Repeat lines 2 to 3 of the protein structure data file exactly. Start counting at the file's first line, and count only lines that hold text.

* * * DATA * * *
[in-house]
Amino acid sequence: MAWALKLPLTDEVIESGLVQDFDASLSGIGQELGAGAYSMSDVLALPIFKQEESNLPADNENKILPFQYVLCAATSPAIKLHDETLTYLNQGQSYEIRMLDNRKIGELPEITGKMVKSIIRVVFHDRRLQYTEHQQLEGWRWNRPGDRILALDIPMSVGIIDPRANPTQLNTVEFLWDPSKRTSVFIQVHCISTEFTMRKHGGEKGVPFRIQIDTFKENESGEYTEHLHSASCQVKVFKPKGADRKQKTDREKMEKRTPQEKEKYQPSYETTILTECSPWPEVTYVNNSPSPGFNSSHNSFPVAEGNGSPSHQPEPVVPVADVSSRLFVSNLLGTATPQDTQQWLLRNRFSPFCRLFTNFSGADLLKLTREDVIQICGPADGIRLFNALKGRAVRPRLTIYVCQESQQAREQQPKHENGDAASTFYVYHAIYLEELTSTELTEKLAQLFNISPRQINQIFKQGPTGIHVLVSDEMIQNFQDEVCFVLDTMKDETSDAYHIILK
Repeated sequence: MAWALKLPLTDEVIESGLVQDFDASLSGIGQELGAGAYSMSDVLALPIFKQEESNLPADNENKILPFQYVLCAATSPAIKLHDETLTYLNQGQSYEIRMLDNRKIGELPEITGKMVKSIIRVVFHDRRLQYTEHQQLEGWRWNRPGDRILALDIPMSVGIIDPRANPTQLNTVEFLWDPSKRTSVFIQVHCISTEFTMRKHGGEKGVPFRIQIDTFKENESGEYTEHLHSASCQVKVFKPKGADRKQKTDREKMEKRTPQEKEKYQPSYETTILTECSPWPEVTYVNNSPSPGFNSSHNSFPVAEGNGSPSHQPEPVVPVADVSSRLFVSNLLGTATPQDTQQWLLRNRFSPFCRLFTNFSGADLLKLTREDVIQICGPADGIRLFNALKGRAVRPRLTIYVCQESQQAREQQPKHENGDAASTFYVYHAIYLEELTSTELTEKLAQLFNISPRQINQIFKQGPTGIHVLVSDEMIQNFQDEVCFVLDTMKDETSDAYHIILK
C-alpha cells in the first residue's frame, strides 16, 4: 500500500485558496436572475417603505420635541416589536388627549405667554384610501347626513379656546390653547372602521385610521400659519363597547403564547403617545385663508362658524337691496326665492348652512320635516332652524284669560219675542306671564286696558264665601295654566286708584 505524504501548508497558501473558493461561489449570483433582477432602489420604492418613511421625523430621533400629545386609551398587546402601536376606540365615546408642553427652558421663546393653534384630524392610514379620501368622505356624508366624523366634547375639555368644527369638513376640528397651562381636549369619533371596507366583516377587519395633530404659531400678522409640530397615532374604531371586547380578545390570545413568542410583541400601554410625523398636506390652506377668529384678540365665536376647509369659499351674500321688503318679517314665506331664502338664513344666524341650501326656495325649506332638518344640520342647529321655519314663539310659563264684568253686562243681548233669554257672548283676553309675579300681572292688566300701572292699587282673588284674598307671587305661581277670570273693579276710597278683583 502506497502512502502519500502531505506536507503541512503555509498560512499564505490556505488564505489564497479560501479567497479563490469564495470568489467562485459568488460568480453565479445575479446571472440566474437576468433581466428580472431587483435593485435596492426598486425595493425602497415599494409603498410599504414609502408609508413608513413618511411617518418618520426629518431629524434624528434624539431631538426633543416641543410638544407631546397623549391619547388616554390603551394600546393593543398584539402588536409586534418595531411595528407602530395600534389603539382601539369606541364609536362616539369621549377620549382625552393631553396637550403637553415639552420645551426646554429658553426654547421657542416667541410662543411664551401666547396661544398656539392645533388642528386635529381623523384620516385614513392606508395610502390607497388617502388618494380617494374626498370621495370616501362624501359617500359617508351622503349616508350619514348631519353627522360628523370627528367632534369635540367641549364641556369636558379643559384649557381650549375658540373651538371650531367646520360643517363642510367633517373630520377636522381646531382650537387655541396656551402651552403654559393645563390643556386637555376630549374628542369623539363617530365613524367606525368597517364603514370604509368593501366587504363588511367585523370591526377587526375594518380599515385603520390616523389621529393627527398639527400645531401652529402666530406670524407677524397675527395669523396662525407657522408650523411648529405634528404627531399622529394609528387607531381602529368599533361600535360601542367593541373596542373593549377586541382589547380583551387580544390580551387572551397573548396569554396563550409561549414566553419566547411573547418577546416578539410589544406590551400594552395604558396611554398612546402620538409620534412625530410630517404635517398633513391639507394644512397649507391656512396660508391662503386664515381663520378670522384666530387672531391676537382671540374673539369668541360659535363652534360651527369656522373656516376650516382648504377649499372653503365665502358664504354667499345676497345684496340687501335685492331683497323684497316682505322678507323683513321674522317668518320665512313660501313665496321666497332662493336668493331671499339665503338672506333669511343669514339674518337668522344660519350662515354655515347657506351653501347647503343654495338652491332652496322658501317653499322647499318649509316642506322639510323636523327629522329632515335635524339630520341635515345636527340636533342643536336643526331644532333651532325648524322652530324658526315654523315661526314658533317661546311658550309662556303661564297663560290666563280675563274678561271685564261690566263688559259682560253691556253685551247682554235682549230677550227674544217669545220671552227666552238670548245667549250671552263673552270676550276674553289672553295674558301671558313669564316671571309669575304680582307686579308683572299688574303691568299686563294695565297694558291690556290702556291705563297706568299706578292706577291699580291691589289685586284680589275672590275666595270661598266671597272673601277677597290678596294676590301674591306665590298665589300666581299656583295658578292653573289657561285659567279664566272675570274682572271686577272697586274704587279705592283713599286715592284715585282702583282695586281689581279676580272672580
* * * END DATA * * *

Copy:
Amino acid sequence: MAWALKLPLTDEVIESGLVQDFDASLSGIGQELGAGAYSMSDVLALPIFKQEESNLPADNENKILPFQYVLCAATSPAIKLHDETLTYLNQGQSYEIRMLDNRKIGELPEITGKMVKSIIRVVFHDRRLQYTEHQQLEGWRWNRPGDRILALDIPMSVGIIDPRANPTQLNTVEFLWDPSKRTSVFIQVHCISTEFTMRKHGGEKGVPFRIQIDTFKENESGEYTEHLHSASCQVKVFKPKGADRKQKTDREKMEKRTPQEKEKYQPSYETTILTECSPWPEVTYVNNSPSPGFNSSHNSFPVAEGNGSPSHQPEPVVPVADVSSRLFVSNLLGTATPQDTQQWLLRNRFSPFCRLFTNFSGADLLKLTREDVIQICGPADGIRLFNALKGRAVRPRLTIYVCQESQQAREQQPKHENGDAASTFYVYHAIYLEELTSTELTEKLAQLFNISPRQINQIFKQGPTGIHVLVSDEMIQNFQDEVCFVLDTMKDETSDAYHIILK
Repeated sequence: MAWALKLPLTDEVIESGLVQDFDASLSGIGQELGAGAYSMSDVLALPIFKQEESNLPADNENKILPFQYVLCAATSPAIKLHDETLTYLNQGQSYEIRMLDNRKIGELPEITGKMVKSIIRVVFHDRRLQYTEHQQLEGWRWNRPGDRILALDIPMSVGIIDPRANPTQLNTVEFLWDPSKRTSVFIQVHCISTEFTMRKHGGEKGVPFRIQIDTFKENESGEYTEHLHSASCQVKVFKPKGADRKQKTDREKMEKRTPQEKEKYQPSYETTILTECSPWPEVTYVNNSPSPGFNSSHNSFPVAEGNGSPSHQPEPVVPVADVSSRLFVSNLLGTATPQDTQQWLLRNRFSPFCRLFTNFSGADLLKLTREDVIQICGPADGIRLFNALKGRAVRPRLTIYVCQESQQAREQQPKHENGDAASTFYVYHAIYLEELTSTELTEKLAQLFNISPRQINQIFKQGPTGIHVLVSDEMIQNFQDEVCFVLDTMKDETSDAYHIILK